Blog: Red Teaming
Multi-factor Authentication. Reset MFA you say?
MFA is a no brainer. It helps mitigate the risk of password re-use, overly simple passwords and more. Just don’t confuse it with 2 step verification…
Anyway, when we’re red teaming, MFA can make things more complicated. So why not social engineer your way around it?
Having worked on a helpdesk earlier in my career, I set about using that experience to get a user MFA account switched to me.
Starting the reset process
We had identified a user who had left the company over a month ago and thought they would be a great target to attempt a password reset with the helpdesk.
We had some useful OSINT info, their manager’s name etc, but not their work phone number.
I rang the helpdesk, explained I was having problems getting into my account, went through some basic checks, and eventually get a password reset. OK, nice.
But MFA is enabled.
I knew from when I worked on a helpdesk, that I usually wanted to close the phone lines at exactly 5.30pm! Any calls going on just before 5.30 I wanted finished as soon as possible so I could go home.
I guessed that the target’s helpdesk closed at 5.30pm.
So, I timed my call to be just before the helpdesk closed; 3 minutes before. Just enough time to get the problem solved quickly, because the operator will probably want to close the phone line.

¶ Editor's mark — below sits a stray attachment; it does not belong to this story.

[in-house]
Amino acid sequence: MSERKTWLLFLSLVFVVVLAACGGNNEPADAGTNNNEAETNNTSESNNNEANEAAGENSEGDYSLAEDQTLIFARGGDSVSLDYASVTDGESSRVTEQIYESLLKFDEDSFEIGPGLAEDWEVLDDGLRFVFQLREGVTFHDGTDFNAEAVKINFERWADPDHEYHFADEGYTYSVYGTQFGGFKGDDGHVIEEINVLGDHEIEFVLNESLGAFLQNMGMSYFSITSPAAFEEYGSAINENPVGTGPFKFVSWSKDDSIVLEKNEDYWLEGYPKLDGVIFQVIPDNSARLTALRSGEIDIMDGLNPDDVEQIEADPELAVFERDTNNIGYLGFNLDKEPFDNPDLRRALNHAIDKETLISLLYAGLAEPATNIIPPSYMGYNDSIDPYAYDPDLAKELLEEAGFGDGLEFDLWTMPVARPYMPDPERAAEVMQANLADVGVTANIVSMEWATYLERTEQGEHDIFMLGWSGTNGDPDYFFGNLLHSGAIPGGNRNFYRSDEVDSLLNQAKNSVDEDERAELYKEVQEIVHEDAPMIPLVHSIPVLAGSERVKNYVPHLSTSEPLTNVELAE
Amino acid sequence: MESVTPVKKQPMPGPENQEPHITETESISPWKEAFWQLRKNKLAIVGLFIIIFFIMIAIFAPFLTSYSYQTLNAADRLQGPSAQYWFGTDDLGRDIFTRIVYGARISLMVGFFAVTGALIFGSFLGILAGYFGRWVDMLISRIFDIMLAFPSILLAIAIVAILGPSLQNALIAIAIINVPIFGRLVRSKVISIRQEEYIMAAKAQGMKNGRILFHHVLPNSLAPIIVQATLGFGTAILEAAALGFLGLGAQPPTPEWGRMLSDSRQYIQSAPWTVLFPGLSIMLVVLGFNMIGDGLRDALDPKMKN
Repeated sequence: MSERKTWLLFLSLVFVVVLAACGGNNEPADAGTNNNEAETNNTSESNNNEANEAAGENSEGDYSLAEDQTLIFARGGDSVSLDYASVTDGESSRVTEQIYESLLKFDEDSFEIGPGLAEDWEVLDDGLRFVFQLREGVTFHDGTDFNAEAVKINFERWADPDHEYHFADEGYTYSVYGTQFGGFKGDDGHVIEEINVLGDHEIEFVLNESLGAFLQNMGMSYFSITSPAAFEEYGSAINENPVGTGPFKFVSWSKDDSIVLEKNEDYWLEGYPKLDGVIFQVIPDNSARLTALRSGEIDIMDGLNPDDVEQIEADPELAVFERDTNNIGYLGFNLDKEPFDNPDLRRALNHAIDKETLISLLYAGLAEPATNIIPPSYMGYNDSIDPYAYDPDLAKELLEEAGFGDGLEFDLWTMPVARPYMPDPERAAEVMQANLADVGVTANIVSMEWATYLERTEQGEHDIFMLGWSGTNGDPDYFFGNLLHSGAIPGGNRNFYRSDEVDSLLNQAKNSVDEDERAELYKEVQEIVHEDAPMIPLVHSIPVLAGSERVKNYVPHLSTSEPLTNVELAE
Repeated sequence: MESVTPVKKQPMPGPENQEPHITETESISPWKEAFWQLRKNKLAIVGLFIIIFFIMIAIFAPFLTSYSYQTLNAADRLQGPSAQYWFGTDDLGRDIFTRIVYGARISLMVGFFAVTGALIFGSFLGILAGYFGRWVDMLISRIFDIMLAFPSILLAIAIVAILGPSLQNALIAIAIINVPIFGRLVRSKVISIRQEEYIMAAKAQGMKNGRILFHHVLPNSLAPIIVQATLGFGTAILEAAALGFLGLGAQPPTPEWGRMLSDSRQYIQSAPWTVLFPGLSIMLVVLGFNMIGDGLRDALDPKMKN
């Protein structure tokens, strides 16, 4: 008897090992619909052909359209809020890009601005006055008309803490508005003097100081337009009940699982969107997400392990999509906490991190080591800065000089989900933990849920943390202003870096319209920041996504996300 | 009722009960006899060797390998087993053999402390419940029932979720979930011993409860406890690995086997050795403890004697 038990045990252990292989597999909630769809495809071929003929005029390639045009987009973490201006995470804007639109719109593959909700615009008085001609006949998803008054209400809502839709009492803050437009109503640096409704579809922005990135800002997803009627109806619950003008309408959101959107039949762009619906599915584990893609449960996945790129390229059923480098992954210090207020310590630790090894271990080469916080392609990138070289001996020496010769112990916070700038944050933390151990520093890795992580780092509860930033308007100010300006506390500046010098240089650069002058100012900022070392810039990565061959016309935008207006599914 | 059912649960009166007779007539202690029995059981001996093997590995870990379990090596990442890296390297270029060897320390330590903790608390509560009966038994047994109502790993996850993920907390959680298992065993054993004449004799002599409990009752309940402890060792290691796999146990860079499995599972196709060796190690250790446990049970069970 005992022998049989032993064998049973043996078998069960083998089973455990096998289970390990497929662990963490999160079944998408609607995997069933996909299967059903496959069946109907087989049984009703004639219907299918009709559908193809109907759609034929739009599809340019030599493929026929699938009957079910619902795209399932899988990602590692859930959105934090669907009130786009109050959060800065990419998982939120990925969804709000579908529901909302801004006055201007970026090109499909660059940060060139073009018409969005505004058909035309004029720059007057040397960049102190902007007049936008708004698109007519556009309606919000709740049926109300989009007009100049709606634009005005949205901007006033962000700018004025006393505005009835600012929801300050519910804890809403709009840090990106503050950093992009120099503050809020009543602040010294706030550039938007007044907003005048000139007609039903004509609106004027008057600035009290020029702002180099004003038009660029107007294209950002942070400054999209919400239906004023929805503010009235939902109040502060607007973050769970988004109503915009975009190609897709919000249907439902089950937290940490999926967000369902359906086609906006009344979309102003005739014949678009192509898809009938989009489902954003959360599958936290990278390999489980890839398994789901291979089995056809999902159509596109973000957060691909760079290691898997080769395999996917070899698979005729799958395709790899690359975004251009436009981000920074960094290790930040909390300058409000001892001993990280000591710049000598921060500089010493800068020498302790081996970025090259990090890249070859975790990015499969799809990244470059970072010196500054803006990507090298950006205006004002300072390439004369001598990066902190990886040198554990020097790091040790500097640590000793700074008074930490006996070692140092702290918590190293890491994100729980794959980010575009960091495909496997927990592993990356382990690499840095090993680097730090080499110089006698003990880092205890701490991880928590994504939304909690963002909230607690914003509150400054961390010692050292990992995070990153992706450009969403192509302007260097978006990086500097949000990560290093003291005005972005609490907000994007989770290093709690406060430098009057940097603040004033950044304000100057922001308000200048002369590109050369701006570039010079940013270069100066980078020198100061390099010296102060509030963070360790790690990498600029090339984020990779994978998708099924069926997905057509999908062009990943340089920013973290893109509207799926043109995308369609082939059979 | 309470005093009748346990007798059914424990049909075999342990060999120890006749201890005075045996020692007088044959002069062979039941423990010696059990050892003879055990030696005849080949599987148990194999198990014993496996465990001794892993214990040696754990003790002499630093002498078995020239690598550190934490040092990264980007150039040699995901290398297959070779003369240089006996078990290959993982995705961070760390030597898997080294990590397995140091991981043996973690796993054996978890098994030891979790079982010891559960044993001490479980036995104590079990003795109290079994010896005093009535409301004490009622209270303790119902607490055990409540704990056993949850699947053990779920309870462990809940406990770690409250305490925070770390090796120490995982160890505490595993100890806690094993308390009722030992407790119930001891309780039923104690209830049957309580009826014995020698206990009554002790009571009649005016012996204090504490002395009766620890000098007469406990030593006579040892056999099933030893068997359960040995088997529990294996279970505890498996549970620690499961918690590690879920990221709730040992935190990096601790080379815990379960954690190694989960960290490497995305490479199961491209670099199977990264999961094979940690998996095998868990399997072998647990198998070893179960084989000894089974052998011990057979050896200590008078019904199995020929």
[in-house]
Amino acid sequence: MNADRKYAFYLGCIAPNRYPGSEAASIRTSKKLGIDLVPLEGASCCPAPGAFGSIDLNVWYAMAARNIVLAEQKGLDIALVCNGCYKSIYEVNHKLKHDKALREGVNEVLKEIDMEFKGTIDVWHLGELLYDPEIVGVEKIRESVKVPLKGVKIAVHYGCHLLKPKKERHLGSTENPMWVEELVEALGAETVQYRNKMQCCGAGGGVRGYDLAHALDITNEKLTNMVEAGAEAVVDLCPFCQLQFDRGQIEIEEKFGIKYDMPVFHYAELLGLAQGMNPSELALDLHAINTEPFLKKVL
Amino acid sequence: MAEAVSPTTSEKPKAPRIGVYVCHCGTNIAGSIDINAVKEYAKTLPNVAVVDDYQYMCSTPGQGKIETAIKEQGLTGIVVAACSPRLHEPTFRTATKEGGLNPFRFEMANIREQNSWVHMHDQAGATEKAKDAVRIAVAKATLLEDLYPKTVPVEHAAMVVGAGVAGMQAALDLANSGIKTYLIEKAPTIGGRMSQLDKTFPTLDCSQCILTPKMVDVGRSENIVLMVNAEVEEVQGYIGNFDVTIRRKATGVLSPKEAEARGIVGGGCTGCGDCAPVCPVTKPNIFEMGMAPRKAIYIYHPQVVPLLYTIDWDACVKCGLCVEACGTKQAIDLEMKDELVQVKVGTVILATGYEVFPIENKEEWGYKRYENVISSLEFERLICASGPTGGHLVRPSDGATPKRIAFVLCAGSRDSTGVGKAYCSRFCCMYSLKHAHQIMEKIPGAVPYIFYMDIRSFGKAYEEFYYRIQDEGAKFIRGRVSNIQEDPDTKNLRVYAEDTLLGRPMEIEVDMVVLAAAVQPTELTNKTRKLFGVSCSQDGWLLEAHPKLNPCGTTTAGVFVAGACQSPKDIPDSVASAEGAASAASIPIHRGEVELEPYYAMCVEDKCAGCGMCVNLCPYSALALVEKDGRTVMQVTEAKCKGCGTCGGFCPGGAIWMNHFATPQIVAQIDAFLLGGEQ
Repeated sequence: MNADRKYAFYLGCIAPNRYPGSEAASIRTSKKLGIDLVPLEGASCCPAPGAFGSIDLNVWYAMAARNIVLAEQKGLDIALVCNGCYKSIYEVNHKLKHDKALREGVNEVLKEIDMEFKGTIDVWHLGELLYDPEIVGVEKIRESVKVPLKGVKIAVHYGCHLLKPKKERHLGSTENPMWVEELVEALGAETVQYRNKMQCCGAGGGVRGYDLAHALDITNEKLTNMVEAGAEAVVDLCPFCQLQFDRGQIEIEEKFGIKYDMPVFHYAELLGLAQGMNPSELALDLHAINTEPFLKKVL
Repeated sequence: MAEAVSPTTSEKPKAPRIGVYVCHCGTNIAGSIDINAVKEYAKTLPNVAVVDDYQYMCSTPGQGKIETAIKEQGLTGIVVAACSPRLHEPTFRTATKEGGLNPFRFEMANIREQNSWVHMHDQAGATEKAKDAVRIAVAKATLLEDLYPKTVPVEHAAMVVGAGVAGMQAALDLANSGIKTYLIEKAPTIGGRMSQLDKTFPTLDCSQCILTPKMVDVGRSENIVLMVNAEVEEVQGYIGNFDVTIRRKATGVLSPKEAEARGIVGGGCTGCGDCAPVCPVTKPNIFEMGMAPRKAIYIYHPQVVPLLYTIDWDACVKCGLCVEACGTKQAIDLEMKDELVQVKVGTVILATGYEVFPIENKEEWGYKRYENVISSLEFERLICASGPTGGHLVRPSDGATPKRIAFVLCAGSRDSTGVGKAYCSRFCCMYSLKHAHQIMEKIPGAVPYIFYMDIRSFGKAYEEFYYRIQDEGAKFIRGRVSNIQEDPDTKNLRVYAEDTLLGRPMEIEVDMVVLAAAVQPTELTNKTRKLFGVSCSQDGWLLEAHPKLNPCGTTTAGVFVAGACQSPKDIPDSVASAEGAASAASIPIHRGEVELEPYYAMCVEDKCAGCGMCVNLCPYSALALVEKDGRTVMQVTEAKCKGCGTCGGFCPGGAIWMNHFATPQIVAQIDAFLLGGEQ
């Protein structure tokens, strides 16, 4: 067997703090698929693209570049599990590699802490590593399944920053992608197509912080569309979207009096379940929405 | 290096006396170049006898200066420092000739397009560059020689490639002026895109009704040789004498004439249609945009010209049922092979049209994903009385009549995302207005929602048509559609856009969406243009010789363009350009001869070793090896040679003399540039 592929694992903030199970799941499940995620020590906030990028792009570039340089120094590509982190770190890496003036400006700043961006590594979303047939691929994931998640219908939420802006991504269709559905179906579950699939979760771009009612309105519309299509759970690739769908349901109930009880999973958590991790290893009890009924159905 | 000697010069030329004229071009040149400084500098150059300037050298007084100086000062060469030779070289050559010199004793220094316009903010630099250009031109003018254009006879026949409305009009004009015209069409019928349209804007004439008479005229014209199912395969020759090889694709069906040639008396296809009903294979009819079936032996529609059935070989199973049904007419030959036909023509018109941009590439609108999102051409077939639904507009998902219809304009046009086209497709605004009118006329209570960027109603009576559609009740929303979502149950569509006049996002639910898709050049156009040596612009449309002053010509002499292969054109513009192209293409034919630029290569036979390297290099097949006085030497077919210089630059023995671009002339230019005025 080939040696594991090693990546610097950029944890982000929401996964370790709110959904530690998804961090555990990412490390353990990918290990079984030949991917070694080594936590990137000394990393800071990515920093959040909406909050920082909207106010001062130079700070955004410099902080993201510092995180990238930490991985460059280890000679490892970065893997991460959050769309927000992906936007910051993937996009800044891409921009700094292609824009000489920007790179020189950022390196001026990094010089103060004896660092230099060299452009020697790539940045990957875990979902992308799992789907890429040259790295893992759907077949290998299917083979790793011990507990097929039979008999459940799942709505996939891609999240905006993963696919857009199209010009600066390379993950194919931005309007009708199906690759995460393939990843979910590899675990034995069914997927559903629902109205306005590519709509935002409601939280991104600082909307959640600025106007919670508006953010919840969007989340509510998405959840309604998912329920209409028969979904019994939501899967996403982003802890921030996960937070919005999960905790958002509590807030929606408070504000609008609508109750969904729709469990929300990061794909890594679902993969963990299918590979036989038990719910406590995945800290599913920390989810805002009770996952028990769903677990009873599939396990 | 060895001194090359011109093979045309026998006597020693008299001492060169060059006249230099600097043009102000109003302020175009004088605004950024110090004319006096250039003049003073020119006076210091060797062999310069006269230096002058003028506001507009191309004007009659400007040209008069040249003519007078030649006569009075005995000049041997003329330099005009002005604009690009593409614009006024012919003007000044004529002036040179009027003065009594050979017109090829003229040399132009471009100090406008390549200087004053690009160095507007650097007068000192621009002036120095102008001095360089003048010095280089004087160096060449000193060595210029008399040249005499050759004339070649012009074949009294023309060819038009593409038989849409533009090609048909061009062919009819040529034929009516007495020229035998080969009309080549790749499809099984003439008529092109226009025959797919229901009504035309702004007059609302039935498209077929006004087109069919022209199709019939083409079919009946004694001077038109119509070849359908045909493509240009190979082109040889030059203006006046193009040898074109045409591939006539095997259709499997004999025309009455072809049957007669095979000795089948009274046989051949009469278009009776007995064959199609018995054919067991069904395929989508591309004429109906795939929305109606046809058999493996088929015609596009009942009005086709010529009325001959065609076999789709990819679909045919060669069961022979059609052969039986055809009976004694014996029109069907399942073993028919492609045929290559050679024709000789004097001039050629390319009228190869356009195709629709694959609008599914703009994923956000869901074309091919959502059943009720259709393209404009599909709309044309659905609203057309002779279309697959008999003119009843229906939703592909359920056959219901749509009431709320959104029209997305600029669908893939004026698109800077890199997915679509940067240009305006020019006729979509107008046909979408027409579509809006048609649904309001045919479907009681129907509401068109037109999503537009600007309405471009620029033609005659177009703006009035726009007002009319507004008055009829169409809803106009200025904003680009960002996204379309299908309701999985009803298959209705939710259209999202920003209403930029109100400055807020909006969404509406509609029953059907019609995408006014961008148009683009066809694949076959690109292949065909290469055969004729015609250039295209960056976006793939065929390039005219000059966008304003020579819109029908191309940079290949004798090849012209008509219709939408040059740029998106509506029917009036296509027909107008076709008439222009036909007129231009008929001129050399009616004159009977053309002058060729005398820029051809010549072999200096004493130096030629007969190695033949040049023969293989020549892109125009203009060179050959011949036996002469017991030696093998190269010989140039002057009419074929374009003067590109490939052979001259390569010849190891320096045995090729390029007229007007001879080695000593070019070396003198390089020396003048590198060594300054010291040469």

I ring back after the password reset, explain the MFA token is going to my old work phone which I no longer have, and ask how we solve this?
They ask me to confirm my old number. (I don’t know it). So, I pretend to look through my contacts list for my old work number. This eats up time and the clock is getting closer to 5.30…….
I think I’m right as the questions start coming thick and fast, they do want to go home! I say I *think* the old work phone number ended in “30”…….
Bingo….. They ask for the new work number and reset the MFA sign up process.
I keep them on the phone by saying I want to make sure it worked.
I do, it works. We’re in. We hunt around, get more credentials, this gets us further in the estate.
What went wrong?
The “30” was given away by the sign-in process. I enter a username, the new reset password, and it tells me the MFA token has been sent to +44 xxx xxx xxx30
That shouldn’t be enough information to get an MFA reset!
So, have a think about your reset process. Would it fail this test?
Could someone bypass it with very little info? Have you tested it recently?
Remind your helpdesk team to be even more alert at shift-changeover time. Consider whether you actually stop new inbound calls prior to the shift ending, so that there is time to close out current calls and reduce risk.
If helpdesk operators are overworked, they’re more likely to be susceptible to social engineering. They will rush and there is increased risk of processes being bypassed. Staff your helpdesk appropriately.
Train your helpdesk in social engineering techniques. Get a social engineer to come teach them the tricks of the trade. They’ll enjoy the experience and be better prepared to stand their ground in the face of the attacker.